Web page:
Roasted root vegetables with rosemary

Perfect one-pan mashed potatoes (made even more delicious with the use of chicken or duck fat!)

Charred chicken with sweet potatoes and oranges

Colcannon – a sort of potato / leek / cabbage mash (with cream and butter)

Sweet potato rolls – gorgeous little puffs made with sweet potato in addition to flour

Sweet potato pancakes (latkes)

Beet and feta burgers – this recipe uses grated beets, so any size will do

Winter eggs – cooked in a ramekin with bread cubes, walnuts and sage

 

A Legit Local Thanksgiving

 

Late November often finds us slogging through cold, damp and dark days – hardly the kind of weather that says “bountiful vegetables.”

already thinking about morning-after-thanksgiving fry-ups.

AND YET, thanks to our farmers, the onset of cold weather hasn’t dimmed the wide variety of fresh veggies available to us in central Illinois.  You’ll find greens, lettuces, carrots, potatoes and tons of other root veggies, Brussels sprouts, squashes, fresh herbs – and every year, a couple of vendors work some kind of voodoo and bring along some tomatoes that were picked green and slowly ripened on a window sill or something (get there early for those. You’re already pining for fresh tomatoes, aren’t you? Me too).

 

Beyond fresh produce, you’ll always find plenty of eggs, meat (even turkeys!), cheeses, dried peppers, dried herbs, breads, cakes and pies.

Basically, the market has everything you need for a great Thanksgiving meal – all fresh, local, and grown just for you! The Thanksgiving Market’s Facebook event page has a list of this year’s vendors.

Plenty of must-make Thanksgiving dishes are really quite simple – mashed potatoes, sweet potato casserole, piles of veggies. But fresh, local veggies are going to elevate any dish you serve.

In the Legit Local spirit, Steph and I wanted to bring you some ideas for helping keep Thanksgiving simple so you can enjoy yourself and, of course, eat well.

 

rosemary and thyme frozen mid-summer, to be thawed for compound butter. 

Prep Ahead, Hands-Off Cooking

 

How to juggle all those dishes? I can personally vouch for this approach to make-ahead mashed potatoes. Serious Eats also has some helpful ideas.

Also, if you’re making a traditional mashed potato, be sure to select a variety that is suited for that preparation. The most popular variety of mashing potato in the U.S. is the russet, but keep your eye out for types like Purple Viking. It’s purple on the outside but bright white inside, and it’s delicious. A strategy for freeing up stove and oven space is to cook stuffing in the slow cooker.

 

No Tofurky Needed 

The farmers at the market will give you wonderful options for sides that double as hearty meals for meatless eaters. Martha has a bunch of creative dishes that are vegetarian- friendly – I’m really into this roasted squash with shallots, grapes and sage.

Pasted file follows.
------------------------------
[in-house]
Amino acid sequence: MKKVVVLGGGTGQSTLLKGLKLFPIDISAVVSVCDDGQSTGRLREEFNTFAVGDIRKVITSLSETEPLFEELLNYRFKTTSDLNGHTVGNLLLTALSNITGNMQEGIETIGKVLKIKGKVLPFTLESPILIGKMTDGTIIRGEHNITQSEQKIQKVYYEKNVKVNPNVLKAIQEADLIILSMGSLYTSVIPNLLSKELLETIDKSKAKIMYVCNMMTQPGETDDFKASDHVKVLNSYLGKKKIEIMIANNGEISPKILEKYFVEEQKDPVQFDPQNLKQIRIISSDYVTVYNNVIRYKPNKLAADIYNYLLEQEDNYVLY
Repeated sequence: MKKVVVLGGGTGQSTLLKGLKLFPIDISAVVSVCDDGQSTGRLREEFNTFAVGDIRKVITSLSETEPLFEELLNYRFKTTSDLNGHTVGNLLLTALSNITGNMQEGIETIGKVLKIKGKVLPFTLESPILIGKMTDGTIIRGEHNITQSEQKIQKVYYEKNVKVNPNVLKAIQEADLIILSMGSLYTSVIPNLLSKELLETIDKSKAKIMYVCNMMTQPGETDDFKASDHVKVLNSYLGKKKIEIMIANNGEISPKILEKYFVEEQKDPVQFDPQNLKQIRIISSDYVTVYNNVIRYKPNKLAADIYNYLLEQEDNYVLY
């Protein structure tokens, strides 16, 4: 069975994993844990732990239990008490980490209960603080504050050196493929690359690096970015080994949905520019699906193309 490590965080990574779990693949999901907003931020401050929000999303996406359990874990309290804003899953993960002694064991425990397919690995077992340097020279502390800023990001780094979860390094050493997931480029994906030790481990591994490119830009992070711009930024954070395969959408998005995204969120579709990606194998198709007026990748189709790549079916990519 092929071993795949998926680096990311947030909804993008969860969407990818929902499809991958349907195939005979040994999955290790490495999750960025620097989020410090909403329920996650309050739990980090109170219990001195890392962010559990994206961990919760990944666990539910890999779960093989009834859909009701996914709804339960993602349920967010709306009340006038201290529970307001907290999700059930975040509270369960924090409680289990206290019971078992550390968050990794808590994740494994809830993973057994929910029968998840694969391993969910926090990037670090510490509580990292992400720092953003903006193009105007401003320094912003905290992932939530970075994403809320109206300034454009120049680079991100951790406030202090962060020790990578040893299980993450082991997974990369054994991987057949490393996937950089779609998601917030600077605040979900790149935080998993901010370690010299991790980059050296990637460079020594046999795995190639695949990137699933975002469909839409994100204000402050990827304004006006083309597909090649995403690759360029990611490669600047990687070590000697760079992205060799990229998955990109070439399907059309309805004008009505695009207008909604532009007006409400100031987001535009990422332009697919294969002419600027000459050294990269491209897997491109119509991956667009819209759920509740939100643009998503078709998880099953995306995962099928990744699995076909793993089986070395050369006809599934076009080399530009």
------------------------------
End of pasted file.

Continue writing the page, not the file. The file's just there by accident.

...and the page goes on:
Simple veggie sides can round out your meal without being too terribly complicated. Roast some carrots with balsamic vinegar. Parmesan-roasted cauliflower will introduce some adventure onto the table but won’t scare the in-laws.

People swear up and down that they dislike Brussels sprouts – until they have them roasted with balsamic vinegar (I never bother with the pancetta/bacon and it’s still great) or tossed in a quick sauté with (I KID YOU NOT) chopped pistachios – I promise, this is another dish that I often I bring, people look at suspiciously, try it, and then devour.

Feeling Fancy? I am eyeing up this butternut squash and leek bread pudding because… bread pudding.

Family Favorites

A Thanksgiving without sweet potatoes? In many households, that is unthinkable, so here are a few ideas:

Sweet Potato Casserole

Healthier Sweet Potato Casserole Options

Yes, Make the Salad!

I know what you’re saying: no one goes to Thanksgiving dinner to eat salad. Except me. (And I love ALL the Thanksgiving trimmings!) But most of the meal is typically so rich that I always crave something to balance it out – especially a fresh, raw salad. One that I’ve made and served for years is a roasted beet, orange, and arugula salad. And, yes – beets. Every year I bring or serve some version of this signature salad to dinner (because I’m selfish – I want to eat it!) and there are never, ever leftovers.

What’s more traditional for Thanksgiving than pumpkin pie? Here is how to instantly up your pie game: use fresh pumpkin. (Well, not instantly…it takes a bit more work, but it will be worth it.)

You’ll find local grains at the market, too – cornbread muffins, anyone? (I am thinking of leftover muffins with coffee on Friday morning, schmeared with jam.) Plenty of you out there make cornbread stuffing, too (there’s two links there – one for a “healthy” stuffing and the other…somewhat less so!).

Outside of the market itself, Common Ground Grocery and Green Top Grocery have what you need to complete meal prep, including additional groceries, spices, and local grains. Baking? Check out Decorator’s Grocery on Linden Street.

leeks!

Buy some veggies for later…